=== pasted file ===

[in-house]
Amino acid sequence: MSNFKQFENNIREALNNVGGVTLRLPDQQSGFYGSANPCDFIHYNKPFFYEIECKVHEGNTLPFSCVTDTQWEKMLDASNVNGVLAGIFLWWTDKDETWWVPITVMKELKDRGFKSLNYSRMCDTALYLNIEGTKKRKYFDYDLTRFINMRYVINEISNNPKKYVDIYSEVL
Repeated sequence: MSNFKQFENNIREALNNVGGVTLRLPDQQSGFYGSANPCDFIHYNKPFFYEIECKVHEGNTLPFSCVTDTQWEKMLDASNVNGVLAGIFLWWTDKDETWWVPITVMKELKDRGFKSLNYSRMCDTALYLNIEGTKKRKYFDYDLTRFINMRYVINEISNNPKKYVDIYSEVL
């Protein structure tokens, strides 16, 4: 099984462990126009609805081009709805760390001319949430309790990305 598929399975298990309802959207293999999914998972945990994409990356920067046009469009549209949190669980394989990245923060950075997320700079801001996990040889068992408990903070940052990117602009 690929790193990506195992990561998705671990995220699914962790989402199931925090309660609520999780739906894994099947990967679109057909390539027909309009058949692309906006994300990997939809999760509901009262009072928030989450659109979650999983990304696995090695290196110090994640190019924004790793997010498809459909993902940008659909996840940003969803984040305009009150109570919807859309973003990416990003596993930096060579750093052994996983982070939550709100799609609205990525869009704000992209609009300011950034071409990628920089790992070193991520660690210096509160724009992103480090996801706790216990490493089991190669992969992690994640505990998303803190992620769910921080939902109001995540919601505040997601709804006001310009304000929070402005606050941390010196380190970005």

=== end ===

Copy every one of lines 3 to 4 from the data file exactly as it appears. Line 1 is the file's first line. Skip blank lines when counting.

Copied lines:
Repeated sequence: MSNFKQFENNIREALNNVGGVTLRLPDQQSGFYGSANPCDFIHYNKPFFYEIECKVHEGNTLPFSCVTDTQWEKMLDASNVNGVLAGIFLWWTDKDETWWVPITVMKELKDRGFKSLNYSRMCDTALYLNIEGTKKRKYFDYDLTRFINMRYVINEISNNPKKYVDIYSEVL
């Protein structure tokens, strides 16, 4: 099984462990126009609805081009709805760390001319949430309790990305 598929399975298990309802959207293999999914998972945990994409990356920067046009469009549209949190669980394989990245923060950075997320700079801001996990040889068992408990903070940052990117602009 690929790193990506195992990561998705671990995220699914962790989402199931925090309660609520999780739906894994099947990967679109057909390539027909309009058949692309906006994300990997939809999760509901009262009072928030989450659109979650999983990304696995090695290196110090994640190019924004790793997010498809459909993902940008659909996840940003969803984040305009009150109570919807859309973003990416990003596993930096060579750093052994996983982070939550709100799609609205990525869009704000992209609009300011950034071409990628920089790992070193991520660690210096509160724009992103480090996801706790216990490493089991190669992969992690994640505990998303803190992620769910921080939902109001995540919601505040997601709804006001310009304000929070402005606050941390010196380190970005």